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17 Subclassification of recreational runners with a running-related injury based on running kinematics measured with two-dimensional video analysis
  1. Bart Dingenen1,
  2. Filip Staes2,
  3. Romy Vanelderen1,
  4. Linde Ceyssens1,
  5. Peter Malliaras3,5,
  6. Christian Barton4,5,6,
  7. Kevin Deschamps7
  1. 1Rehabilitation Research Centre, Biomedical Research Institute, Faculty of Medicine and Life Sciences, UHasselt, Agoralaan A, Belgium
  2. 2KU Leuven Musculoskeletal Rehabilitation Research Group, Department of Rehabilitation Sciences, Faculty of Kinesiology and Rehabilitation Sciences, Belgium
  3. 3Department of Physiotherapy, School of Primary and Allied Health Care, Faculty of Medicine, Nursing and Health Science, Monash University, Australia
  4. 4La Trobe Sport and Exercise Medicine Research Centre, School of Allied Health, La Trobe University, Australia
  5. 5Complete Sports Care, Australia
  6. 6Department of Surgery, St Vincent’s Hospital, University of Melbourne, Australia
  7. 7KU Leuven, Department of Rehabilitation Sciences, Faculty of Kinesiology and Rehabilitation Sciences, Campus Bruges, Belgium


Introduction The aim of this study was to explore whether homogeneous subgroups could be classified within the running kinematics of a group of recreational runners with a running-related injury (RRI).

Materials and methods Fifty-three recreational runners (15 males, 38 females) with an RRI ran on a treadmill at preferred speed. Digital videos were recorded in the frontal and sagittal plane with two iPads. Outcome measures included foot and tibia inclination at initial contact, and hip adduction and knee flexion during midstance. All angles were manually drawn using Kinovea and an average of seven consecutive steps was calculated for each angle. The four outcome measures were clustered using K-means cluster analysis (n=2–10). Silhouette coefficients were used to detect optimal clustering.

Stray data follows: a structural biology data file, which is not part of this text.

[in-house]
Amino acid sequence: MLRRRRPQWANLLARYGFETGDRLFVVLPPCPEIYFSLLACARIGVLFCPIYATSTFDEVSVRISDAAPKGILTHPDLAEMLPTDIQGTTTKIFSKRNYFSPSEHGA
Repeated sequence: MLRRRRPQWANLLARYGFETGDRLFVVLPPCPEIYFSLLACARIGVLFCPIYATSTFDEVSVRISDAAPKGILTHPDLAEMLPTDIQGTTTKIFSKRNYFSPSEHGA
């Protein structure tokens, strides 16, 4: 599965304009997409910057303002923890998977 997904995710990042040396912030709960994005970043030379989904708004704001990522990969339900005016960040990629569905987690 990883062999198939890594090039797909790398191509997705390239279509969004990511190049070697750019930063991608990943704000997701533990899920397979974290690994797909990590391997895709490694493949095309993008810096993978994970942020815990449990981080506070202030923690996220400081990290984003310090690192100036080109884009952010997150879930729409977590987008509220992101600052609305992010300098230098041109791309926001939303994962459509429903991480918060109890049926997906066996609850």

Results The cluster analysis led to the classification of two distinct subgroups (mean silhouette coefficient=0.53). Cluster 1 (n=39) was characterized by higher foot inclination and tibia inclination at initial contact, higher knee flexion during midstance, and lower hip adduction during midstance compared to cluster 2 (n=14). Fifteen out of 17 (88%) shin injuries were classified in cluster 1. Other injuries were more divided over both clusters. The ratio males/females was higher in cluster 1 (44%) versus cluster 2 (27%).

Conclusion This is the first study to classify subgroup profiles of running kinematics in recreational runners with an RRI based on two-dimensional video analysis. Two distinct subgroups were identified. This subclassification can help clinicians in their clinical reasoning process when evaluating kinematics of runners with an RRI and developing targeted gait-retraining strategies.

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